Another AAA title and another major placing in the World rankings
In 1925 and 1926 Nokes, who was certainly neither fat, nor old, nor of limited ability, completed his sequence of four successive AAA titles without needing to throw very far to do so. His best efforts in both years were achieved in Dublin with 164-7 (50.16) and then 165-7½ (50.48), which must have been salutary lessons for the once-powerful Irish, who at the time had no one better than 150ft. The World rankings in 1926 were led by a Swede, Ossian Skiöld, who was a comparative youngster at 37. Nokes, a sprightly 29, ranked 2nd. Lind, in 3rd place, was now 43 years old, McGrath (4th) was 47, Nicolson (19th) was 46 … and Pat McDonald, ranked 25th and the Olympic shot champion of 1912, was 48!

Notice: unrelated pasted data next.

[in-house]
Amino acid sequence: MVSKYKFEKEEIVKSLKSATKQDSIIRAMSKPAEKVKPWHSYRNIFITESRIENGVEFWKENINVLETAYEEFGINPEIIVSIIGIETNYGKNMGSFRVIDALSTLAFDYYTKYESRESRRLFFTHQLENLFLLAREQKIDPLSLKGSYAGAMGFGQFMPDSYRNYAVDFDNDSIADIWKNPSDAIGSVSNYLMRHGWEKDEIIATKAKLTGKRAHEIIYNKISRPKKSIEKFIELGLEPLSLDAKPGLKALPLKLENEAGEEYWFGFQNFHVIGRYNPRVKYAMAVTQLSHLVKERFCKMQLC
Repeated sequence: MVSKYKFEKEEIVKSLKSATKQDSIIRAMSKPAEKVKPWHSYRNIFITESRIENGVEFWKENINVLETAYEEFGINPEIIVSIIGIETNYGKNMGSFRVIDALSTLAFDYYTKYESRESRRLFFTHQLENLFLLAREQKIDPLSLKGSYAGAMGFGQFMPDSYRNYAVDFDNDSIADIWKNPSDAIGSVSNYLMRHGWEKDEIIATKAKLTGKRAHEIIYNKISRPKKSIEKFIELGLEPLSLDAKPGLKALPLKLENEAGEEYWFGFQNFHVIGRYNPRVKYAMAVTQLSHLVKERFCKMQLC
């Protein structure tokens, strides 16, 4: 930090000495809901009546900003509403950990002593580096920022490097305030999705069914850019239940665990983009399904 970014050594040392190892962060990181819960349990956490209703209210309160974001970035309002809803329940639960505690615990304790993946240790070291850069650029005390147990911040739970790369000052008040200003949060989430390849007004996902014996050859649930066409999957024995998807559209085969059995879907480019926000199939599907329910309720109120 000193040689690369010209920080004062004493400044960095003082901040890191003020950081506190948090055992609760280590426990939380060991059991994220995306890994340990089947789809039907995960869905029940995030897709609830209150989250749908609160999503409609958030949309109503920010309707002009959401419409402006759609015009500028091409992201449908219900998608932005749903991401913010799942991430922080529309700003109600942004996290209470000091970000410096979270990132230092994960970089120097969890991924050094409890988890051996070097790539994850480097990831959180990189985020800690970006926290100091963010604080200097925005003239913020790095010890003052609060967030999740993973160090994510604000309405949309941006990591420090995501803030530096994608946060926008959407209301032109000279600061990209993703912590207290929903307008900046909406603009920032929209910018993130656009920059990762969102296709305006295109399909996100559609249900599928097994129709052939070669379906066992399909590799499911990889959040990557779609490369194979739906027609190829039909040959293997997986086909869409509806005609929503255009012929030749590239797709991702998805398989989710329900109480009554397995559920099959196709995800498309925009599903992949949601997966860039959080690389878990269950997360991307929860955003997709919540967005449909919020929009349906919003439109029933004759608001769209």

Skiöld turned up at the 1927 AAA Championships for what would be one of his first competitions of the season on 2 July and beat Nokes, 165-0 (50.29) to 161-9½ (49.31). By September Skiöld had improved to 53.85 to lead the year’s rankings – Lind 2nd, McGrath 4th, Nokes 8th with an effort of 162-9½ (49.62) in Manchester a fortnight after the AAA event. This was achieved in the England-v-Ireland-v-Scotland international at Fallowfield, and he resoundingly beat two Irishmen, Pat O’Callaghan and Bill Britton. At the end of that same month Nokes had an interesting double for England against France at Stamford Bridge, winning the hammer, as he had in 1924 and 1926, and also the discus with an English native record of 126-1 (38.44). Even by the standards of the 1920s, this discus mark was unexceptional, but then it was hardly Nokes’s fault that he was England’s best in his occasional event.